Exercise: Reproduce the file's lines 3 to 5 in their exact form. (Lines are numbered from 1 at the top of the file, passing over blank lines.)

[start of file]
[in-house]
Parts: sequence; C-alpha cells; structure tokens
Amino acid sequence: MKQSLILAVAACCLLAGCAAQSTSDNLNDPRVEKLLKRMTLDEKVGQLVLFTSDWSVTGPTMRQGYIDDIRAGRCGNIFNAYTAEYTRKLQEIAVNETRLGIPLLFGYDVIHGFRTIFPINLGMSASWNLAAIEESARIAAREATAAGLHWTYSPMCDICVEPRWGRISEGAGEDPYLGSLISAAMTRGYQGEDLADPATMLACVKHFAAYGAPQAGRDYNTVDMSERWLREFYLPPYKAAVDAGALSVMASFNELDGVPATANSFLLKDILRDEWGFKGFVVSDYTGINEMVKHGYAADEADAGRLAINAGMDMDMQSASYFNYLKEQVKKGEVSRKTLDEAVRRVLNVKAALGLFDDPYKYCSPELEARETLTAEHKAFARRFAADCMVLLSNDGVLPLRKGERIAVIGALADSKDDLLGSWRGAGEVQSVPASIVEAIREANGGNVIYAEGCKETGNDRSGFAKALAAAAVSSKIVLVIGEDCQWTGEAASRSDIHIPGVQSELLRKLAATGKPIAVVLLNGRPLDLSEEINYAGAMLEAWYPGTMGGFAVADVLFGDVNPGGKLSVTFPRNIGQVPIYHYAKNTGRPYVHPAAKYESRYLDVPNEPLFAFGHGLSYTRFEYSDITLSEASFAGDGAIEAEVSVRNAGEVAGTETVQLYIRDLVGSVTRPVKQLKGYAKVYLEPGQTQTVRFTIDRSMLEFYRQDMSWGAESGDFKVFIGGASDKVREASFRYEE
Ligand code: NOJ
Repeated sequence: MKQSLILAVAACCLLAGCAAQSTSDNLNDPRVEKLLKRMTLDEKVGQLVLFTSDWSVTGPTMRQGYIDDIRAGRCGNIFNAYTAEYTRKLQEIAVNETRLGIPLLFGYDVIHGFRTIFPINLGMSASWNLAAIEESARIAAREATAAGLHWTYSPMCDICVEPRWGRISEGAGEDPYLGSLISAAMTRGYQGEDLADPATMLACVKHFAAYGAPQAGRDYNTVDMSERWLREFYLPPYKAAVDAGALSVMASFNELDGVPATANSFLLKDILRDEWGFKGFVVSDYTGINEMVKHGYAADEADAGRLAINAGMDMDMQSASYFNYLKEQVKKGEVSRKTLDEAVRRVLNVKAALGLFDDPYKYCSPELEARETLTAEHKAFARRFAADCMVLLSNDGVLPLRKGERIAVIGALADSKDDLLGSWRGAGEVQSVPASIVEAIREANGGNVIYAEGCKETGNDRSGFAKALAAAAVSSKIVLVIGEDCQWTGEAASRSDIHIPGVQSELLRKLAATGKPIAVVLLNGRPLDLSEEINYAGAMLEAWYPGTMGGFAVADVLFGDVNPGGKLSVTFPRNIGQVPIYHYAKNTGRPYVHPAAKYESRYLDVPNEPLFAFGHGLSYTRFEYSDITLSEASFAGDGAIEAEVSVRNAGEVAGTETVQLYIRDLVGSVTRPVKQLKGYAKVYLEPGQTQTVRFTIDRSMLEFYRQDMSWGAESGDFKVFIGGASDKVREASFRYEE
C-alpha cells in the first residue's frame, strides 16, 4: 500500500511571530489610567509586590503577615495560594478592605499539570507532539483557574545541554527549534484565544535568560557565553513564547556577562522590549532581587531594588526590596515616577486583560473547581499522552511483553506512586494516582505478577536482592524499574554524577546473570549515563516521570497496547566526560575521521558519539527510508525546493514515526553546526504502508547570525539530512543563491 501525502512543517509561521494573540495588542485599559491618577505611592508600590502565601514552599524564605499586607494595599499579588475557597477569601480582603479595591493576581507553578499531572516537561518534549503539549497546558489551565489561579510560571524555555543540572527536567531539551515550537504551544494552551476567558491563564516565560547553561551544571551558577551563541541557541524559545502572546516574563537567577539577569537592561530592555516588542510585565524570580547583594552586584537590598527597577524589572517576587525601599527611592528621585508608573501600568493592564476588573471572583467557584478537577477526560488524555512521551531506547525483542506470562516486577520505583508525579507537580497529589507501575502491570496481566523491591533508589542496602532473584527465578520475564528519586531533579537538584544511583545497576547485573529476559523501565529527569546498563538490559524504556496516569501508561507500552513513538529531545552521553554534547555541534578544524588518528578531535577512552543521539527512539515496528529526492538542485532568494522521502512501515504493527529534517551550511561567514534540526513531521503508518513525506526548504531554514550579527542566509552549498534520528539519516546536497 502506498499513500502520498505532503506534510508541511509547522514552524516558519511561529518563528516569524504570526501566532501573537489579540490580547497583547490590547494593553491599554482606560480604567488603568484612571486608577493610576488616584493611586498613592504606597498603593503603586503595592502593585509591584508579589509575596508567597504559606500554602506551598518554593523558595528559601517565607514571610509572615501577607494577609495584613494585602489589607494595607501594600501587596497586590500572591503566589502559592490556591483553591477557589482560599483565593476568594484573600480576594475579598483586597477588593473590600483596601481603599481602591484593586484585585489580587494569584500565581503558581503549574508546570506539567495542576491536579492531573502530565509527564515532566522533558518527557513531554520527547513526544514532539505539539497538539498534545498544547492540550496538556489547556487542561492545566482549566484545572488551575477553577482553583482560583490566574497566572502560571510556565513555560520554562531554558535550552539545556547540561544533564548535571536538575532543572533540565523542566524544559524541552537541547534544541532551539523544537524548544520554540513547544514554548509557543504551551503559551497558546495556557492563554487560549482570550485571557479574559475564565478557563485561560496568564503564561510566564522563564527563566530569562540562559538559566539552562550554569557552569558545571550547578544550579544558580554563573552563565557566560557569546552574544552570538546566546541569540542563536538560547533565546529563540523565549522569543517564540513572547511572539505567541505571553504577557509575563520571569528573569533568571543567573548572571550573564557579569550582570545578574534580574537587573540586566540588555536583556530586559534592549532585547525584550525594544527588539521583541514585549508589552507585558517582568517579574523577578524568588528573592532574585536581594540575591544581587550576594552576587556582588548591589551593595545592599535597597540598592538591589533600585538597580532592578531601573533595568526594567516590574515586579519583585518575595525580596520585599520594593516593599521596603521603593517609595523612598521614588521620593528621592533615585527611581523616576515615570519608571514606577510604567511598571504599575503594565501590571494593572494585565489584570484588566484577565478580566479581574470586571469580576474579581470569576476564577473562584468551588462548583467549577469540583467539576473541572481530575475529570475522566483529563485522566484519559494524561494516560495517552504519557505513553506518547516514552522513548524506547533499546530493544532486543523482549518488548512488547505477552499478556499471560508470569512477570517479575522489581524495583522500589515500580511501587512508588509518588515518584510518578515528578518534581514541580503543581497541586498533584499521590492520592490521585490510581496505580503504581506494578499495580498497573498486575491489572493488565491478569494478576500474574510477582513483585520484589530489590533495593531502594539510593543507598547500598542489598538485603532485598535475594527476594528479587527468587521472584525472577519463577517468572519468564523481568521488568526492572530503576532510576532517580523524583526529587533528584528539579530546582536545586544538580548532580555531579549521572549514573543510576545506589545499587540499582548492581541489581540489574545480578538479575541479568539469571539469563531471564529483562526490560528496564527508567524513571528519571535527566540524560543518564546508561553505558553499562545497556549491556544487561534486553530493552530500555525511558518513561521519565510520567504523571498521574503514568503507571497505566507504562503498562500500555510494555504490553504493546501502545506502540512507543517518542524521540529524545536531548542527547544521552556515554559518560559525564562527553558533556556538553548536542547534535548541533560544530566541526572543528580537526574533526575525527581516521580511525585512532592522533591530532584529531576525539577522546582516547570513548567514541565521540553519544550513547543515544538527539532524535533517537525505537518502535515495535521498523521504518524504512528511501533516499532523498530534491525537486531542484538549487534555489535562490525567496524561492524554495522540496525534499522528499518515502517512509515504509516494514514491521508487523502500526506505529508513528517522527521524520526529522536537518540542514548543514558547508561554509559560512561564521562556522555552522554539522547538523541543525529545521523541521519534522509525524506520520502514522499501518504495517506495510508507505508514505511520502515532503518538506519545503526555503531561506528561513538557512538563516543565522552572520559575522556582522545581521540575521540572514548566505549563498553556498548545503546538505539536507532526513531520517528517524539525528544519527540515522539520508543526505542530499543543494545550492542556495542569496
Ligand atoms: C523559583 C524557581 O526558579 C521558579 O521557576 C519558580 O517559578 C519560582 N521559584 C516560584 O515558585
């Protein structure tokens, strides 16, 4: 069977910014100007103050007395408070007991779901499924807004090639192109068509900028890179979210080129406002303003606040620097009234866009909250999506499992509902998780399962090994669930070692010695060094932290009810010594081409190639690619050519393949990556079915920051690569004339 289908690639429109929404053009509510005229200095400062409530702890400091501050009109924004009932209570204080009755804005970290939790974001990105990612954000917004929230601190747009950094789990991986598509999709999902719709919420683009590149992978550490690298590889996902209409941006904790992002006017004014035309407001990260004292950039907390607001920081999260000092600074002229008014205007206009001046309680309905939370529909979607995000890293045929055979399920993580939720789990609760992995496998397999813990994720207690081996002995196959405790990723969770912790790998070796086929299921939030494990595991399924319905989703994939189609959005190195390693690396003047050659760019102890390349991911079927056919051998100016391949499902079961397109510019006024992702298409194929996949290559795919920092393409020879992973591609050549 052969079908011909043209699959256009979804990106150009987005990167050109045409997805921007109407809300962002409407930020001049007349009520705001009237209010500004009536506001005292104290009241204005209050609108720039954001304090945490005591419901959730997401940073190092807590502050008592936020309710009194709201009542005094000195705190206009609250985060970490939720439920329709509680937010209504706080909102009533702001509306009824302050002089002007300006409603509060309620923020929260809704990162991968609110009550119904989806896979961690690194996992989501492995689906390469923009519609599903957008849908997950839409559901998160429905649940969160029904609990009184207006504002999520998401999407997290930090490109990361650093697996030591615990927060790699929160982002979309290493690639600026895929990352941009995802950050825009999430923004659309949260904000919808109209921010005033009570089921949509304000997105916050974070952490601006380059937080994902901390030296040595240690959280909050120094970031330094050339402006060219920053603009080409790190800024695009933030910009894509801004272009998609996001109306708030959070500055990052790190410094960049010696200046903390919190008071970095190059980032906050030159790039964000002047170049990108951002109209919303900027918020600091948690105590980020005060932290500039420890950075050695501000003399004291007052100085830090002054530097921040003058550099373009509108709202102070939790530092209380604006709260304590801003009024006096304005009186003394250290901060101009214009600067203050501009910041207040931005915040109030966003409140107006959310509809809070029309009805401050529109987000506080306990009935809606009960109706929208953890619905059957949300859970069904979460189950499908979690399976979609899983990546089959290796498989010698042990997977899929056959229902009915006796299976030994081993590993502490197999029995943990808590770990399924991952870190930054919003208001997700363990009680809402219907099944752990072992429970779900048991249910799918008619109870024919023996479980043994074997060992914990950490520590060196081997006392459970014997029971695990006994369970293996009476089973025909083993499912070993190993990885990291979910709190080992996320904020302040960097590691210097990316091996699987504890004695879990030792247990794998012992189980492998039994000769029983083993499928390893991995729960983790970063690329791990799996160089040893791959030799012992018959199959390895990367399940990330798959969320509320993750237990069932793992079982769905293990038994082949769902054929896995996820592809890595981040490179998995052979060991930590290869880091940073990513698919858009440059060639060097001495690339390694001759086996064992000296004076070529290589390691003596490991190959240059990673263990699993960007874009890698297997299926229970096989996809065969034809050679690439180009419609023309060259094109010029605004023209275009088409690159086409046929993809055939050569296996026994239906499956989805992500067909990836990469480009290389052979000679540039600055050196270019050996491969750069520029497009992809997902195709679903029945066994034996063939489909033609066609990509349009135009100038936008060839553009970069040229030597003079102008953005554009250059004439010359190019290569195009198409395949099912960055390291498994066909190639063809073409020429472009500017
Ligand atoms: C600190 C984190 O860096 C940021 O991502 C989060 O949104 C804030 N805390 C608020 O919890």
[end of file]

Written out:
Amino acid sequence: MKQSLILAVAACCLLAGCAAQSTSDNLNDPRVEKLLKRMTLDEKVGQLVLFTSDWSVTGPTMRQGYIDDIRAGRCGNIFNAYTAEYTRKLQEIAVNETRLGIPLLFGYDVIHGFRTIFPINLGMSASWNLAAIEESARIAAREATAAGLHWTYSPMCDICVEPRWGRISEGAGEDPYLGSLISAAMTRGYQGEDLADPATMLACVKHFAAYGAPQAGRDYNTVDMSERWLREFYLPPYKAAVDAGALSVMASFNELDGVPATANSFLLKDILRDEWGFKGFVVSDYTGINEMVKHGYAADEADAGRLAINAGMDMDMQSASYFNYLKEQVKKGEVSRKTLDEAVRRVLNVKAALGLFDDPYKYCSPELEARETLTAEHKAFARRFAADCMVLLSNDGVLPLRKGERIAVIGALADSKDDLLGSWRGAGEVQSVPASIVEAIREANGGNVIYAEGCKETGNDRSGFAKALAAAAVSSKIVLVIGEDCQWTGEAASRSDIHIPGVQSELLRKLAATGKPIAVVLLNGRPLDLSEEINYAGAMLEAWYPGTMGGFAVADVLFGDVNPGGKLSVTFPRNIGQVPIYHYAKNTGRPYVHPAAKYESRYLDVPNEPLFAFGHGLSYTRFEYSDITLSEASFAGDGAIEAEVSVRNAGEVAGTETVQLYIRDLVGSVTRPVKQLKGYAKVYLEPGQTQTVRFTIDRSMLEFYRQDMSWGAESGDFKVFIGGASDKVREASFRYEE
Ligand code: NOJ
Repeated sequence: MKQSLILAVAACCLLAGCAAQSTSDNLNDPRVEKLLKRMTLDEKVGQLVLFTSDWSVTGPTMRQGYIDDIRAGRCGNIFNAYTAEYTRKLQEIAVNETRLGIPLLFGYDVIHGFRTIFPINLGMSASWNLAAIEESARIAAREATAAGLHWTYSPMCDICVEPRWGRISEGAGEDPYLGSLISAAMTRGYQGEDLADPATMLACVKHFAAYGAPQAGRDYNTVDMSERWLREFYLPPYKAAVDAGALSVMASFNELDGVPATANSFLLKDILRDEWGFKGFVVSDYTGINEMVKHGYAADEADAGRLAINAGMDMDMQSASYFNYLKEQVKKGEVSRKTLDEAVRRVLNVKAALGLFDDPYKYCSPELEARETLTAEHKAFARRFAADCMVLLSNDGVLPLRKGERIAVIGALADSKDDLLGSWRGAGEVQSVPASIVEAIREANGGNVIYAEGCKETGNDRSGFAKALAAAAVSSKIVLVIGEDCQWTGEAASRSDIHIPGVQSELLRKLAATGKPIAVVLLNGRPLDLSEEINYAGAMLEAWYPGTMGGFAVADVLFGDVNPGGKLSVTFPRNIGQVPIYHYAKNTGRPYVHPAAKYESRYLDVPNEPLFAFGHGLSYTRFEYSDITLSEASFAGDGAIEAEVSVRNAGEVAGTETVQLYIRDLVGSVTRPVKQLKGYAKVYLEPGQTQTVRFTIDRSMLEFYRQDMSWGAESGDFKVFIGGASDKVREASFRYEE